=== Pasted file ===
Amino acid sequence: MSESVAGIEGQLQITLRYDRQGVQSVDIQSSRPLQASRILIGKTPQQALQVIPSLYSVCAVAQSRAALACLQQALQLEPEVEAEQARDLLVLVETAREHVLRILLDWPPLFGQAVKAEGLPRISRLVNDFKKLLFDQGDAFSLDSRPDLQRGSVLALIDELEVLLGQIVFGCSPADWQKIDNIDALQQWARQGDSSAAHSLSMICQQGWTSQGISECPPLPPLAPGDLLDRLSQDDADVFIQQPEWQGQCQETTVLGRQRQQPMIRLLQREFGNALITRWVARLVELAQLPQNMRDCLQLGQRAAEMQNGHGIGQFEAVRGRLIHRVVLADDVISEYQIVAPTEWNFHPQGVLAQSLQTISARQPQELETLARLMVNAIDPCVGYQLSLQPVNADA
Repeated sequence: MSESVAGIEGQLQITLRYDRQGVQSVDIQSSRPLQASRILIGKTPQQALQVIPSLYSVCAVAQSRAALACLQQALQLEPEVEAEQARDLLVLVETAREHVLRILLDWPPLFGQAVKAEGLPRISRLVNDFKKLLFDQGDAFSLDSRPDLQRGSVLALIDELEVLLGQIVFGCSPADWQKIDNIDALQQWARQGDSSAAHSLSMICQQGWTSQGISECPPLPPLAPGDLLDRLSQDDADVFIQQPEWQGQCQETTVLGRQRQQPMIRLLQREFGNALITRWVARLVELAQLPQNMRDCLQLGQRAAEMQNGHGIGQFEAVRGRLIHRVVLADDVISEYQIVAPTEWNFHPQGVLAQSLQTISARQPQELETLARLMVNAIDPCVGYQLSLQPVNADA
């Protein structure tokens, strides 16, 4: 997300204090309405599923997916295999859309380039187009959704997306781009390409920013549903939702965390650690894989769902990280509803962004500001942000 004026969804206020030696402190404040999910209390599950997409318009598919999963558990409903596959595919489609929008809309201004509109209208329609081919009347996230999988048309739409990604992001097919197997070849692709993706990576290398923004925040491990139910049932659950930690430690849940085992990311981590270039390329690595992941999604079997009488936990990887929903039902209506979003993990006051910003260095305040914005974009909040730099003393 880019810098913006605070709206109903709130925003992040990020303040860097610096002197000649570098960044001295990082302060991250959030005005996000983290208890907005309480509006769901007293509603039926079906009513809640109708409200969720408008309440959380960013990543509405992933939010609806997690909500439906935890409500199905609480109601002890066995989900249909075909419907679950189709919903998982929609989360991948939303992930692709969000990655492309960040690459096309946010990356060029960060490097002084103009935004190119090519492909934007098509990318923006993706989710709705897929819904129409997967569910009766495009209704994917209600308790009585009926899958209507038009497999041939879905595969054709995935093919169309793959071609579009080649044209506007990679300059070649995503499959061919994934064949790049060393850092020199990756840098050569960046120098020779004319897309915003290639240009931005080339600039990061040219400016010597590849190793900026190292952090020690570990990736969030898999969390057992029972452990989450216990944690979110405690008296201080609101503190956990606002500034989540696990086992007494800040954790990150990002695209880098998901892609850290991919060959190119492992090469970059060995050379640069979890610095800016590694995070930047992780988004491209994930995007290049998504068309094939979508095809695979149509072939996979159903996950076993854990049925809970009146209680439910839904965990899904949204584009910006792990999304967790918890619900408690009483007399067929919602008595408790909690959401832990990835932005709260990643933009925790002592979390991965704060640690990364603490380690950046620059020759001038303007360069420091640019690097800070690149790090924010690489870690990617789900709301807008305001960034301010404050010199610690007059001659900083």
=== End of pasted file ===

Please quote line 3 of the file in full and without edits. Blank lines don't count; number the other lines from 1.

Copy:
């Protein structure tokens, strides 16, 4: 997300204090309405599923997916295999859309380039187009959704997306781009390409920013549903939702965390650690894989769902990280509803962004500001942000 004026969804206020030696402190404040999910209390599950997409318009598919999963558990409903596959595919489609929008809309201004509109209208329609081919009347996230999988048309739409990604992001097919197997070849692709993706990576290398923004925040491990139910049932659950930690430690849940085992990311981590270039390329690595992941999604079997009488936990990887929903039902209506979003993990006051910003260095305040914005974009909040730099003393 880019810098913006605070709206109903709130925003992040990020303040860097610096002197000649570098960044001295990082302060991250959030005005996000983290208890907005309480509006769901007293509603039926079906009513809640109708409200969720408008309440959380960013990543509405992933939010609806997690909500439906935890409500199905609480109601002890066995989900249909075909419907679950189709919903998982929609989360991948939303992930692709969000990655492309960040690459096309946010990356060029960060490097002084103009935004190119090519492909934007098509990318923006993706989710709705897929819904129409997967569910009766495009209704994917209600308790009585009926899958209507038009497999041939879905595969054709995935093919169309793959071609579009080649044209506007990679300059070649995503499959061919994934064949790049060393850092020199990756840098050569960046120098020779004319897309915003290639240009931005080339600039990061040219400016010597590849190793900026190292952090020690570990990736969030898999969390057992029972452990989450216990944690979110405690008296201080609101503190956990606002500034989540696990086992007494800040954790990150990002695209880098998901892609850290991919060959190119492992090469970059060995050379640069979890610095800016590694995070930047992780988004491209994930995007290049998504068309094939979508095809695979149509072939996979159903996950076993854990049925809970009146209680439910839904965990899904949204584009910006792990999304967790918890619900408690009483007399067929919602008595408790909690959401832990990835932005709260990643933009925790002592979390991965704060640690990364603490380690950046620059020759001038303007360069420091640019690097800070690149790090924010690489870690990617789900709301807008305001960034301010404050010199610690007059001659900083």